DOL Proposes to Make It Easier to Have Independent Contractors
By Kevin M. Mosher • Sep 25, 2020
On September 22, the Department of Labor proposed a new rule for determining whether a worker is an independent contractor or an employee. If it goes into effect, here’s how it will change the employee / independent contractor analysis.
Independent Contractor vs. Employee
You probably already know this, but here’s a quick refresher. Independent contractors are typically their own business—they provide their own tools/equipment, they decide their own schedule, and the businesses with whom they contract can’t control the ways they perform their work. Independent contractors don’t get the same legal protections as employees and they don’t earn the same benefits. Employees, on the other hand, are subject to their employer’s control regarding their work duties and how they are performed, typically earn benefits like PTO and insurance, and have no set end date.
Why does it matter?
Independent contractors aren’t protected by employment laws the way employees are. Most notably, they aren’t protected by the Fair Labor Standards Act (FLSA), which requires employers to pay employees at least the federal minimum wage for all hours worked, plus overtime for all hours worked beyond 40 hours in a workweek.
What’s the proposed rule?
The proposed rule is intended to be a clearer and easier way for employers and courts to determine which workers are independent contractors and which are employees. The ultimate inquiry is whether the employer is economically dependent on the employee. This is known as an “economic reality” test. There are two core factors in determining economic dependence: (1) the nature and degree of the individual’s control over the work; and (2) the individual’s opportunity for profit or loss. This means if the worker exercises substantial control over key aspects of their work, like setting their own schedule, selecting their projects, and maintaining the ability to work for other businesses (including potential competitors), they are most likely an independent contractor. Similarly, if the worker has the opportunity to earn profits or incur losses based on their work, they are probably an independent contractor. The other factors to consider (though less important than the core factors) are: the amount of skill required for the work, the degree of permanence of the working relationship between the individual and the potential employer, and whether the work is part of an integrated unit of production, meaning the work can’t be separated from the business’s production process.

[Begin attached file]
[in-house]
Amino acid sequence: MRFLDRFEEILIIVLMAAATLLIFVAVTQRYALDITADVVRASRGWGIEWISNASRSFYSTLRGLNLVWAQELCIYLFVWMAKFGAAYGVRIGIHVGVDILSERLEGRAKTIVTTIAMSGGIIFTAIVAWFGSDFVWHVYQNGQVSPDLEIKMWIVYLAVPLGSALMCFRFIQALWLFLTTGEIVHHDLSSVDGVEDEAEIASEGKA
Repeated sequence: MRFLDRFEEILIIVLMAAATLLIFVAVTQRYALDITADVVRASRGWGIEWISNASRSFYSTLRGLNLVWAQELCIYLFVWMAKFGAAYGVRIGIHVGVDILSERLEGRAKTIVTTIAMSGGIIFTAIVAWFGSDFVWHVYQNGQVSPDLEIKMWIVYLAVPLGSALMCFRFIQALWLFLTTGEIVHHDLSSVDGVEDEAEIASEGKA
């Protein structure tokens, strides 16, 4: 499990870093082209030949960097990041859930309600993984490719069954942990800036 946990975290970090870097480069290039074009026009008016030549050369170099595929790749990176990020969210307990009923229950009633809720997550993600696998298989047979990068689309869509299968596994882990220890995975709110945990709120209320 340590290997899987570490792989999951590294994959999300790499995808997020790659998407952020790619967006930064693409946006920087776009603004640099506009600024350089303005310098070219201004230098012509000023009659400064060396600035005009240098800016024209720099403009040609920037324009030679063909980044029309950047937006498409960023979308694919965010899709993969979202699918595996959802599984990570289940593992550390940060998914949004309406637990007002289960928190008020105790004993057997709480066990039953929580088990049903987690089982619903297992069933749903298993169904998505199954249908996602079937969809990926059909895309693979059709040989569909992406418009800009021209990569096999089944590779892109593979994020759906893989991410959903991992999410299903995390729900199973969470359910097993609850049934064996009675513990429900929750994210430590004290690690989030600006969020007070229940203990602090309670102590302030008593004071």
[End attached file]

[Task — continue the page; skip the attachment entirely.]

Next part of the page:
What’s the difference?
The main difference in the new rule is that it focuses on the two “core factors,” as opposed to a holistic evaluation of all relevant factors.
When is this happening?
The new rule is scheduled for publication on September 25, 2020, and stakeholders will have 30 days from publication to comment. It is likely the DOL will aim to finalize the rule prior to any potential change in administration.
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